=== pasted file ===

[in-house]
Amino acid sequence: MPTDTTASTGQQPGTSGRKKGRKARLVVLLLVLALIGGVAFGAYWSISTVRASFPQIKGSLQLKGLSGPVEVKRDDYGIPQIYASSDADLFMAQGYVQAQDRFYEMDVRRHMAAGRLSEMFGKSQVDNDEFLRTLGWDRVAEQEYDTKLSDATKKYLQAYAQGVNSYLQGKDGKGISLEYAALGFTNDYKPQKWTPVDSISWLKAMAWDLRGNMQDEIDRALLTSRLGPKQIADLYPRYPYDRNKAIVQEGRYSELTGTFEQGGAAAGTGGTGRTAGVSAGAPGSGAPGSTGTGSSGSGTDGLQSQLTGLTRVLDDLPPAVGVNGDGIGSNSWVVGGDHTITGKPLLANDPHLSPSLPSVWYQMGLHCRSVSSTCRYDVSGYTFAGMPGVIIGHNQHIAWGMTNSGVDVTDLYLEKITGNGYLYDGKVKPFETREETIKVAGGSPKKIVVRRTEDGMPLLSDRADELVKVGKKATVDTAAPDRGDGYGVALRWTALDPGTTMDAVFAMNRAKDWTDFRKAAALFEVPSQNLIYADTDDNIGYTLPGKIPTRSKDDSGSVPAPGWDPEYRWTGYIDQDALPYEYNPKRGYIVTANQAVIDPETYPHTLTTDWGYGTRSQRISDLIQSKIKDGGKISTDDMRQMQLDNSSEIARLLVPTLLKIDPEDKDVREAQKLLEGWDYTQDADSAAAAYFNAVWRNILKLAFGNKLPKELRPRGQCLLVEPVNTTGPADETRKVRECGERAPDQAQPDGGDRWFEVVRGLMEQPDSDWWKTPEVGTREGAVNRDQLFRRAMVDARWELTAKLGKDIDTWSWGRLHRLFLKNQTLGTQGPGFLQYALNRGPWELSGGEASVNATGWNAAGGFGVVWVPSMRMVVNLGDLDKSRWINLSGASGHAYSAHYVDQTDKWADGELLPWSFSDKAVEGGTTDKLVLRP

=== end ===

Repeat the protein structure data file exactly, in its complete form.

[in-house]
Amino acid sequence: MPTDTTASTGQQPGTSGRKKGRKARLVVLLLVLALIGGVAFGAYWSISTVRASFPQIKGSLQLKGLSGPVEVKRDDYGIPQIYASSDADLFMAQGYVQAQDRFYEMDVRRHMAAGRLSEMFGKSQVDNDEFLRTLGWDRVAEQEYDTKLSDATKKYLQAYAQGVNSYLQGKDGKGISLEYAALGFTNDYKPQKWTPVDSISWLKAMAWDLRGNMQDEIDRALLTSRLGPKQIADLYPRYPYDRNKAIVQEGRYSELTGTFEQGGAAAGTGGTGRTAGVSAGAPGSGAPGSTGTGSSGSGTDGLQSQLTGLTRVLDDLPPAVGVNGDGIGSNSWVVGGDHTITGKPLLANDPHLSPSLPSVWYQMGLHCRSVSSTCRYDVSGYTFAGMPGVIIGHNQHIAWGMTNSGVDVTDLYLEKITGNGYLYDGKVKPFETREETIKVAGGSPKKIVVRRTEDGMPLLSDRADELVKVGKKATVDTAAPDRGDGYGVALRWTALDPGTTMDAVFAMNRAKDWTDFRKAAALFEVPSQNLIYADTDDNIGYTLPGKIPTRSKDDSGSVPAPGWDPEYRWTGYIDQDALPYEYNPKRGYIVTANQAVIDPETYPHTLTTDWGYGTRSQRISDLIQSKIKDGGKISTDDMRQMQLDNSSEIARLLVPTLLKIDPEDKDVREAQKLLEGWDYTQDADSAAAAYFNAVWRNILKLAFGNKLPKELRPRGQCLLVEPVNTTGPADETRKVRECGERAPDQAQPDGGDRWFEVVRGLMEQPDSDWWKTPEVGTREGAVNRDQLFRRAMVDARWELTAKLGKDIDTWSWGRLHRLFLKNQTLGTQGPGFLQYALNRGPWELSGGEASVNATGWNAAGGFGVVWVPSMRMVVNLGDLDKSRWINLSGASGHAYSAHYVDQTDKWADGELLPWSFSDKAVEGGTTDKLVLRP